Well, just in case I'm wrong, let's look at some letters! And today's subject is perfect: Faulkner, a master drinker himself, a man who--to his ultimate detriment, one suspects--could have out-Jello-shotted your average Chi Delt Biff of Tri Delt Betty any day. This day, however--January 12, 1925, when he was twenty-eight--the pleasures on offer were more modest and quiet. He writes to his mother from the house of a friend, where he's visiting:
We got there Saturday evening in time for dinner. They are grand people, they let you do whatever you want to--dont try to entertain you, you know. Dr Rainold is a funny light little man, and Mrs Rainold is like Mrs Eatman. They were sitting before the fire reading, and spoke to us, and then went on reading. I have never felt as completely at home. They didnt try to 'talk' to me at all, let me get a book and read too.Ghosts of the Rainolds: if you're listening, you're welcome to haunt the Rocketship any time you'd like. We've got books a-plenty. Just watch the ectoplasm; it ruins books.
Because I'm going to be spending at least part of my weekend proofreading--and thus ever-so-briefly regretting that I chose the glamorous field of publishing--I'll close with a reminder that the world is made up of readers and non-readers, and we, friends, are not in the majority. From a letter Faulkner sent home from Paris on November 9 of that same year:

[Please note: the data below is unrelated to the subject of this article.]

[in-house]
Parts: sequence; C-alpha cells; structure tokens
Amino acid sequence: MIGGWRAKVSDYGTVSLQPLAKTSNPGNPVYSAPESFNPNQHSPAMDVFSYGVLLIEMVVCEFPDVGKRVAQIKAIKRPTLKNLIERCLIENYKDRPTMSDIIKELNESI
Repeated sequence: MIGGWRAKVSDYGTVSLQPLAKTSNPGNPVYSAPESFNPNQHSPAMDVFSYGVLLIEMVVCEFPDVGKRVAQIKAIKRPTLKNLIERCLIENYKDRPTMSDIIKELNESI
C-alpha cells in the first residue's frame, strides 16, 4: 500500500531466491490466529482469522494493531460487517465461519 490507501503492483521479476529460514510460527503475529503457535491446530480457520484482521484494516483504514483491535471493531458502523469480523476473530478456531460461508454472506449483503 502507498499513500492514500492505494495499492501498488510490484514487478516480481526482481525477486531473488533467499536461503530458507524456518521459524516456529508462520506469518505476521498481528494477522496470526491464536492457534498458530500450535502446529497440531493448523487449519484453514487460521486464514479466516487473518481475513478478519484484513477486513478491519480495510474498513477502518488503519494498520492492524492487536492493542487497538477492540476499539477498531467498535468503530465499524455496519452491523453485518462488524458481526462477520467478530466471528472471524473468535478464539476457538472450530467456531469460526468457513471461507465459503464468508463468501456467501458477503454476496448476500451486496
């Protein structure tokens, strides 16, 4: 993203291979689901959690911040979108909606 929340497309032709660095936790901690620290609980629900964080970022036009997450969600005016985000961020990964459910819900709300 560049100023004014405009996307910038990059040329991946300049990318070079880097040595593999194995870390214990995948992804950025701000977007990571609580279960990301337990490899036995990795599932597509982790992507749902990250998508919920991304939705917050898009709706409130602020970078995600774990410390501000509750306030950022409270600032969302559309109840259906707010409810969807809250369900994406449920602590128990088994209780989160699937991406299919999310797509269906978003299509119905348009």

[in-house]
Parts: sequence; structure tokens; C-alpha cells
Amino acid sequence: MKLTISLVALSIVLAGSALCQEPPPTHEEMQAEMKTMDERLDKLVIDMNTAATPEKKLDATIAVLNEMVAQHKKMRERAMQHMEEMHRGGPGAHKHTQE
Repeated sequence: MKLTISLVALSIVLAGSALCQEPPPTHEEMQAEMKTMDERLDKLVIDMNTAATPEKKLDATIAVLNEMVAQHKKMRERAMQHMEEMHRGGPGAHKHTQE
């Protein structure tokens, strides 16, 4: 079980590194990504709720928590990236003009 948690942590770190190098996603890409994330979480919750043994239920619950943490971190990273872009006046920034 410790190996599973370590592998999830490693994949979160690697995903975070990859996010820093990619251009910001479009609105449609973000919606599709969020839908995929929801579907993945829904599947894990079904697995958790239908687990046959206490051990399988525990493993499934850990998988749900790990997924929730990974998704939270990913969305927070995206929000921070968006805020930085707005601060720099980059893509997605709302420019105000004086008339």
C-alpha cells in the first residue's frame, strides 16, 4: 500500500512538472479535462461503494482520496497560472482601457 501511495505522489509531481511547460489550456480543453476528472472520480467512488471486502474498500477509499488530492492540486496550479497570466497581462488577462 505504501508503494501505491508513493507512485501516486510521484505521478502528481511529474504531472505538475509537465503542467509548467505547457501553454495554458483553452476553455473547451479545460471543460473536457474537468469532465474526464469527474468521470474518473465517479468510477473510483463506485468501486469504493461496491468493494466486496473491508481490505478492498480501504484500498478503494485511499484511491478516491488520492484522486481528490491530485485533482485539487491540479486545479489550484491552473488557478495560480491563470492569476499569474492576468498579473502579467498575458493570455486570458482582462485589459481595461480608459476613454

I'm having one high and elegant time. With my $200.00 check I got to the American express Co. bank. I stand in line for a long time and then am told I must see a manager. I go to the manager's office: i is 12:30 then, and he is gone to lunch. He returns at 2:15, followed by a train of people all talking at once--like Moses crossing the Red Sea with his gang. After a San Francisco woman gives him hell for thirty minutes, I get to speak with him. Well, he never heard of Boni & Liveright--not a reading man, he explained. He looks in Bradstreet & Dun, Liveright is there, but no rating whatever is given. So he wont take the check.The American consul also turns him down. What he doesn't do is go try Sylvia Beach--surely she, at least, would have honored the check? He might not have been able to turn it into food or booze, but books are a better consolation than nothing.